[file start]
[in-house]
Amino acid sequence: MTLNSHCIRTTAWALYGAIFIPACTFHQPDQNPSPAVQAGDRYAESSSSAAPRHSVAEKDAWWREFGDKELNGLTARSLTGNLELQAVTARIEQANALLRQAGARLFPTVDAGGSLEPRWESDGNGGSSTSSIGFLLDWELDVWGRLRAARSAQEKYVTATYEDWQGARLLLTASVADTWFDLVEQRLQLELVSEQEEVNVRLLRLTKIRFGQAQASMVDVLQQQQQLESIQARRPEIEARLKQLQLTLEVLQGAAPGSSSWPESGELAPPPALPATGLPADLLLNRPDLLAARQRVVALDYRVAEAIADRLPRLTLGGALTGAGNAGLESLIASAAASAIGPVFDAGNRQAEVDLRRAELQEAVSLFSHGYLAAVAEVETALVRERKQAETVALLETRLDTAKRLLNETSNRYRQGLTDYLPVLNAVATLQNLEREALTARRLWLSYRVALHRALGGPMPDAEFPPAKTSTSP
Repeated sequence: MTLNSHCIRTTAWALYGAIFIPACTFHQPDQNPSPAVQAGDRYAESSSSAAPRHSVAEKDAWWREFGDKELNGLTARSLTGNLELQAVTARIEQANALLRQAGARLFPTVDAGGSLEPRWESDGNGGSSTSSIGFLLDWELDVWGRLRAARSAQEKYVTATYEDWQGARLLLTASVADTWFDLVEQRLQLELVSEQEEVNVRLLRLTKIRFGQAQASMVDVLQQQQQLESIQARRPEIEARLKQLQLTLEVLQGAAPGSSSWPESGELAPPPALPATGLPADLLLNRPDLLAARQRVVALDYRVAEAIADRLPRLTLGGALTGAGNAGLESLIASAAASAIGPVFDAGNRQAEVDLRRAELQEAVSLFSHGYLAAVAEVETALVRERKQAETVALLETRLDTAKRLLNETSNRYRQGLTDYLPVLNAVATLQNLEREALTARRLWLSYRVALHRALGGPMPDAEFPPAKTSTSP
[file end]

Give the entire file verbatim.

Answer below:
[in-house]
Amino acid sequence: MTLNSHCIRTTAWALYGAIFIPACTFHQPDQNPSPAVQAGDRYAESSSSAAPRHSVAEKDAWWREFGDKELNGLTARSLTGNLELQAVTARIEQANALLRQAGARLFPTVDAGGSLEPRWESDGNGGSSTSSIGFLLDWELDVWGRLRAARSAQEKYVTATYEDWQGARLLLTASVADTWFDLVEQRLQLELVSEQEEVNVRLLRLTKIRFGQAQASMVDVLQQQQQLESIQARRPEIEARLKQLQLTLEVLQGAAPGSSSWPESGELAPPPALPATGLPADLLLNRPDLLAARQRVVALDYRVAEAIADRLPRLTLGGALTGAGNAGLESLIASAAASAIGPVFDAGNRQAEVDLRRAELQEAVSLFSHGYLAAVAEVETALVRERKQAETVALLETRLDTAKRLLNETSNRYRQGLTDYLPVLNAVATLQNLEREALTARRLWLSYRVALHRALGGPMPDAEFPPAKTSTSP
Repeated sequence: MTLNSHCIRTTAWALYGAIFIPACTFHQPDQNPSPAVQAGDRYAESSSSAAPRHSVAEKDAWWREFGDKELNGLTARSLTGNLELQAVTARIEQANALLRQAGARLFPTVDAGGSLEPRWESDGNGGSSTSSIGFLLDWELDVWGRLRAARSAQEKYVTATYEDWQGARLLLTASVADTWFDLVEQRLQLELVSEQEEVNVRLLRLTKIRFGQAQASMVDVLQQQQQLESIQARRPEIEARLKQLQLTLEVLQGAAPGSSSWPESGELAPPPALPATGLPADLLLNRPDLLAARQRVVALDYRVAEAIADRLPRLTLGGALTGAGNAGLESLIASAAASAIGPVFDAGNRQAEVDLRRAELQEAVSLFSHGYLAAVAEVETALVRERKQAETVALLETRLDTAKRLLNETSNRYRQGLTDYLPVLNAVATLQNLEREALTARRLWLSYRVALHRALGGPMPDAEFPPAKTSTSP